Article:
Answer: Regarding is this aggression or play, it sounds like play. An 18 month old dog is usually still a puppy although an older and larger adolescent. As puppies grow up, they don't know the rules for appropriate human play without some training or guidance. Your dog is most likely excited, has a lot of pent up energy, and is visiting this unwanted play on you.
- Jump on you or tag you at the top of stairs or icy grounds (dangerous for obvious reasons).
- Jump up and hit your eye socket hard with their nose (closed mouthed). Or sometimes they hit your nose which hurts worse.
- Try to pull you off something like a bike with their teeth.
- Tug, bite, and tear at your clothes.
- Play tug of war with the lead you are trying to walk them on.
- Hard nips bordering on bites during exciting play.
- And so forth
Although something may be normal or typical for a dog to do, that does not mean it should continue. Anything that is potentially harmful to the owner or public, whether it is intended or so or not, should be stopped and redirected.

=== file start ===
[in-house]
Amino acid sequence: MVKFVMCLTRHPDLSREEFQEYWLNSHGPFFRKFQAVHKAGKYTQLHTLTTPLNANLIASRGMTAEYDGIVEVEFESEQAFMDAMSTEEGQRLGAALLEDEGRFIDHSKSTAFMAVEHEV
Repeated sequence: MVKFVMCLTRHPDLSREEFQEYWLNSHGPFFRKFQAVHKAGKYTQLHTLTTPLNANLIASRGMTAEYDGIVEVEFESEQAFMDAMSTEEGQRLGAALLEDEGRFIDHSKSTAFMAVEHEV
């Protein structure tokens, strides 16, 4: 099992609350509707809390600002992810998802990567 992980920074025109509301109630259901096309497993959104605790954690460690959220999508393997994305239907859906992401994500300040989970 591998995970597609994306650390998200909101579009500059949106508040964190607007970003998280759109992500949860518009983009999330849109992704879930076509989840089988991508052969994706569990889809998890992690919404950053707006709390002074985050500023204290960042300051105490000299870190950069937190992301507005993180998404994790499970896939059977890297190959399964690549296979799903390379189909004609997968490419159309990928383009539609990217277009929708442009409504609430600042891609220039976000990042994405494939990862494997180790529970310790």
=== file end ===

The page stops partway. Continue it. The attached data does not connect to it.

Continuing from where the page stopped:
Jumping isn't simply broken. Training needs to happen for those behaviors to be diverted and changed to something else. Training provides a means of communication and partnership between a dog owner and their canine companion. It also allows for a relationship to develop where there is more understanding through increased interaction on both sides.
Trying to figure this out by researching online or through books right now will probably only hold you up from your goal of a better relationship with your dog, although that is an option. I would suggest that you find a dog trainer that can help you learn to teach your dog some better behaviors:) There is no real quick fix tip that I can give you that would be reliable in the long run. However, I would suggest the basics in obedience, and to also find play outlets that your dog enjoys that do not encourage jumping (tracking, tricks, hiking, et). Combining both of these objectives together, will give you a more complete plan.
This will make life so much more enjoyable for yourself and your dog in the long run (and probably the short run as well).
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